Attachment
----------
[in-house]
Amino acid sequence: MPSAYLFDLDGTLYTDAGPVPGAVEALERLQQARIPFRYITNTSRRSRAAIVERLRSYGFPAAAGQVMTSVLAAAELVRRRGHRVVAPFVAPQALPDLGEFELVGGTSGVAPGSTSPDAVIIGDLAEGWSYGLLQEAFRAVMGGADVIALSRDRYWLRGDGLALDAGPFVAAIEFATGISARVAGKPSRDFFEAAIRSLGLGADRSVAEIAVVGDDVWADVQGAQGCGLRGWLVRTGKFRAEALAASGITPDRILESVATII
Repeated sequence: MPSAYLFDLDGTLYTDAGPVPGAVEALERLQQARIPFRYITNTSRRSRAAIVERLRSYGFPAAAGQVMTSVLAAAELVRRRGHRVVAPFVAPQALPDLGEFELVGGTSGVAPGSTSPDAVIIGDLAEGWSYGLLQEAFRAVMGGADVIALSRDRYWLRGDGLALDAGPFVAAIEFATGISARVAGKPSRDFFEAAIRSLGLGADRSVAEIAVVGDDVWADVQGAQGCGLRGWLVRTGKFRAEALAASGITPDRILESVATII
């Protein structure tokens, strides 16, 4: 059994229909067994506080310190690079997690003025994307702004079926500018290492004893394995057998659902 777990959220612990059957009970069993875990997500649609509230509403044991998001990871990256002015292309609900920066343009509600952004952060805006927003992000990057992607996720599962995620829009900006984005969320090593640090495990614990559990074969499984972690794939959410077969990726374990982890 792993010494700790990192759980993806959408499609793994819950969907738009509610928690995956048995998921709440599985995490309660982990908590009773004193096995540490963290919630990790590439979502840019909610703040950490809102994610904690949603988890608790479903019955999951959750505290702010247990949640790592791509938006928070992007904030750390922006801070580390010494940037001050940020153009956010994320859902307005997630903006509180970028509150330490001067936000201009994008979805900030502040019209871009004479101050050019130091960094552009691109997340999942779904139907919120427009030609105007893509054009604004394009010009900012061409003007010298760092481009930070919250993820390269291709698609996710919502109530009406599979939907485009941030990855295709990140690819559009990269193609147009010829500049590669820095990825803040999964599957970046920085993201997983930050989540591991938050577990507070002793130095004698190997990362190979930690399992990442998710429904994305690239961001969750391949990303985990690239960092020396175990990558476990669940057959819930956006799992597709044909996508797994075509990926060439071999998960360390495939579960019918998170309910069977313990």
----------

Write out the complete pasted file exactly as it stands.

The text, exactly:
[in-house]
Amino acid sequence: MPSAYLFDLDGTLYTDAGPVPGAVEALERLQQARIPFRYITNTSRRSRAAIVERLRSYGFPAAAGQVMTSVLAAAELVRRRGHRVVAPFVAPQALPDLGEFELVGGTSGVAPGSTSPDAVIIGDLAEGWSYGLLQEAFRAVMGGADVIALSRDRYWLRGDGLALDAGPFVAAIEFATGISARVAGKPSRDFFEAAIRSLGLGADRSVAEIAVVGDDVWADVQGAQGCGLRGWLVRTGKFRAEALAASGITPDRILESVATII
Repeated sequence: MPSAYLFDLDGTLYTDAGPVPGAVEALERLQQARIPFRYITNTSRRSRAAIVERLRSYGFPAAAGQVMTSVLAAAELVRRRGHRVVAPFVAPQALPDLGEFELVGGTSGVAPGSTSPDAVIIGDLAEGWSYGLLQEAFRAVMGGADVIALSRDRYWLRGDGLALDAGPFVAAIEFATGISARVAGKPSRDFFEAAIRSLGLGADRSVAEIAVVGDDVWADVQGAQGCGLRGWLVRTGKFRAEALAASGITPDRILESVATII
């Protein structure tokens, strides 16, 4: 059994229909067994506080310190690079997690003025994307702004079926500018290492004893394995057998659902 777990959220612990059957009970069993875990997500649609509230509403044991998001990871990256002015292309609900920066343009509600952004952060805006927003992000990057992607996720599962995620829009900006984005969320090593640090495990614990559990074969499984972690794939959410077969990726374990982890 792993010494700790990192759980993806959408499609793994819950969907738009509610928690995956048995998921709440599985995490309660982990908590009773004193096995540490963290919630990790590439979502840019909610703040950490809102994610904690949603988890608790479903019955999951959750505290702010247990949640790592791509938006928070992007904030750390922006801070580390010494940037001050940020153009956010994320859902307005997630903006509180970028509150330490001067936000201009994008979805900030502040019209871009004479101050050019130091960094552009691109997340999942779904139907919120427009030609105007893509054009604004394009010009900012061409003007010298760092481009930070919250993820390269291709698609996710919502109530009406599979939907485009941030990855295709990140690819559009990269193609147009010829500049590669820095990825803040999964599957970046920085993201997983930050989540591991938050577990507070002793130095004698190997990362190979930690399992990442998710429904994305690239961001969750391949990303985990690239960092020396175990990558476990669940057959819930956006799992597709044909996508797994075509990926060439071999998960360390495939579960019918998170309910069977313990």